Robert Kocharyan and Vartan Oskanian. Photo courtesy of

Since his election as prime minister Nikol Pashinyan has said repeatedly that he sees Nagorno Karabakh (Artsakh) as a part of the Republic of Armenia in the future. There have been few reactions to these statements outside of Armenia and Azerbaijan, though they represent a clear departure from a more cautious rhetoric of previous Armenian leaders.

However, this is not the first time such a departure has been attempted.

Months after the change of Armenian government in 1998, then president Robert Kocharyan and his foreign minister Vartan Oskanian indicated a similar change in Armenia’s policy language. On June 17 that year Oskanian said that unless Azerbaijan recognized Karabakh’s independence, Armenia would do so unilaterally and move towards formal unification with Nagorno Karabakh.

The statement was met with criticism from the three mediator countries France, Russia, and the United States. In spite of the backlash, Kocharyan doubled down on the statement. “There is every legal ground for recognizing the independence of Karabakh and for its unification with Armenia. Events may develop that way,” he was quoted as saying on June 22.

According to a recently declassified U.S. embassy cable, the decision by French president Jacques Chirac to postpone his trip to Armenia was made because of these comments. The visit was going to be first-ever by a leader of a permanent Security Council member country to Armenia. It eventually took place later that year.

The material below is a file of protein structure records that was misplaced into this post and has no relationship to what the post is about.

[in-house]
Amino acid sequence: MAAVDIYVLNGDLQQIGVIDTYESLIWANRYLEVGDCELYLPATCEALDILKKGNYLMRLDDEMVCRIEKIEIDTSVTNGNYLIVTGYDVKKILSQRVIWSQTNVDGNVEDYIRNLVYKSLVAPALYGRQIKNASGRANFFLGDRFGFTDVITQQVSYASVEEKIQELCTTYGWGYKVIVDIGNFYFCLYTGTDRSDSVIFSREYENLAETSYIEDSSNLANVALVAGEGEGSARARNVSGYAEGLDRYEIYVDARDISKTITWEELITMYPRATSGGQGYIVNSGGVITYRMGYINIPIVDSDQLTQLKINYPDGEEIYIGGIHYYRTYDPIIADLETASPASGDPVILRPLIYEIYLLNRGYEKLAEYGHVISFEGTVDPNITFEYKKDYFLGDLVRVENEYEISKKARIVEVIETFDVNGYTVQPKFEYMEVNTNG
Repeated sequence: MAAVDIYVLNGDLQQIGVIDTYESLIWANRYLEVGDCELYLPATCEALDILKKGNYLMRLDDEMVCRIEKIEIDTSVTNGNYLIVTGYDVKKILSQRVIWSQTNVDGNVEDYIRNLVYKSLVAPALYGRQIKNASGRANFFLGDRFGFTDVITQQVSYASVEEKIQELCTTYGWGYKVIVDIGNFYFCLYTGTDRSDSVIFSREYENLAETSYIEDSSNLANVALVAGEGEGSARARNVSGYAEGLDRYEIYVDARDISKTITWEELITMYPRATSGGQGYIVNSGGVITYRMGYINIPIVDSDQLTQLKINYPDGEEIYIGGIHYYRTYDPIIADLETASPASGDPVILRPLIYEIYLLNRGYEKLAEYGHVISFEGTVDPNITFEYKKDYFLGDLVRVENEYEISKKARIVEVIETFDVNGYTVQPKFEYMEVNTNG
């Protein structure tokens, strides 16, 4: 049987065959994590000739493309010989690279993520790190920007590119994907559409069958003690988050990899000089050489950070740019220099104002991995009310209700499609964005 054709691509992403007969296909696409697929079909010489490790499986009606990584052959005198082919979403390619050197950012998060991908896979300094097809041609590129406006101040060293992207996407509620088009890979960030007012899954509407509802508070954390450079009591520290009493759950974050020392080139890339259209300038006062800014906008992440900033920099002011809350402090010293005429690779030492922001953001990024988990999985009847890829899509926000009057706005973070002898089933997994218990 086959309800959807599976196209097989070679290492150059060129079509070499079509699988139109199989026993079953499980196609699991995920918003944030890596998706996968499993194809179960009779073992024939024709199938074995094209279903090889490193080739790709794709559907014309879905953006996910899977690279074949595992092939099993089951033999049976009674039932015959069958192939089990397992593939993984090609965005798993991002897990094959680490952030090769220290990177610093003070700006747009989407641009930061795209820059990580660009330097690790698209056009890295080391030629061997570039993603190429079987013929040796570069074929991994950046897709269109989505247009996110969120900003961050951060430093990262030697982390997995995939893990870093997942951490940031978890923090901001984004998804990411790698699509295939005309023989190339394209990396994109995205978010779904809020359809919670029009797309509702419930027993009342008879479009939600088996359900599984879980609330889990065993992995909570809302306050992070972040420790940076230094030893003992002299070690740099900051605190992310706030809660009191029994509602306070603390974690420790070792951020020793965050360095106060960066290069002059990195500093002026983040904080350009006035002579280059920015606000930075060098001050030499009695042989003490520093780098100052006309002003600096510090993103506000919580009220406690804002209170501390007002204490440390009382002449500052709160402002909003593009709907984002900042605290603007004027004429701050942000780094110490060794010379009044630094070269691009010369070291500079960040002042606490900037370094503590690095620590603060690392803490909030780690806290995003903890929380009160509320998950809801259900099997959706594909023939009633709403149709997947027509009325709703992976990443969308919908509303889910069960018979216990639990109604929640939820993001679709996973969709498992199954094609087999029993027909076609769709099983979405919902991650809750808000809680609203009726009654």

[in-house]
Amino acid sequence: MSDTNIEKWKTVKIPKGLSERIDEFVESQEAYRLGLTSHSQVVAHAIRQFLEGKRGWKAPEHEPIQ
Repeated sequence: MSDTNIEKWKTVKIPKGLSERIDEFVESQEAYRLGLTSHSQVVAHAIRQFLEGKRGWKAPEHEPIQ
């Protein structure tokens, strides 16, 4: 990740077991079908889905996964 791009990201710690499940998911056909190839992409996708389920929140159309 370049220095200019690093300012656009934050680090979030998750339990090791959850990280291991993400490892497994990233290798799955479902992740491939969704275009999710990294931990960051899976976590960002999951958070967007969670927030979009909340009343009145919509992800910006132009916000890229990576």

Kocharyan’s comments came as he dismissed efforts by Boris Berezovsky, the billionaire executive secretary of the Commonwealth of Independent States and one of Russia’s most influential figures at the time, to mediate between Armenia and Azerbaijan. This was after Berezovsky suggested that talks should take place on the basis of upholding Azerbaijan’s claim that Karabakh was part of its recognized territory.

The U.S. cable also refers to the July 9, 1998 press-conference by the opposition leader Vazgen Manukyan, in which he suggested two policy options: Armenia should propose a Karabakh-Azerbaijan confederation, have Azerbaijan reject this approach and take the blame for the failure of negotiations. Alternatively, Yerevan should continue to “insist that Karabakh is an indivisible part of Armenia, and mobilize the Diaspora to defend its position” against international pressure.

The Kocharyan government eventually preferred the former approach. In fact, as Oskanian revealed years later, Armenian officials had already pitched the “common state”-type of approach to Russia’s foreign minister Yevgeni Primakov.  As anticipated, when mediators formally presented the proposal the following November, Azerbaijan’s Heydar Aliyev rejected it. Aliyev also rejected the subsequent Key West proposal.

It remains to be seen what diplomatic strategy on Karabakh will define the Pashinyan government.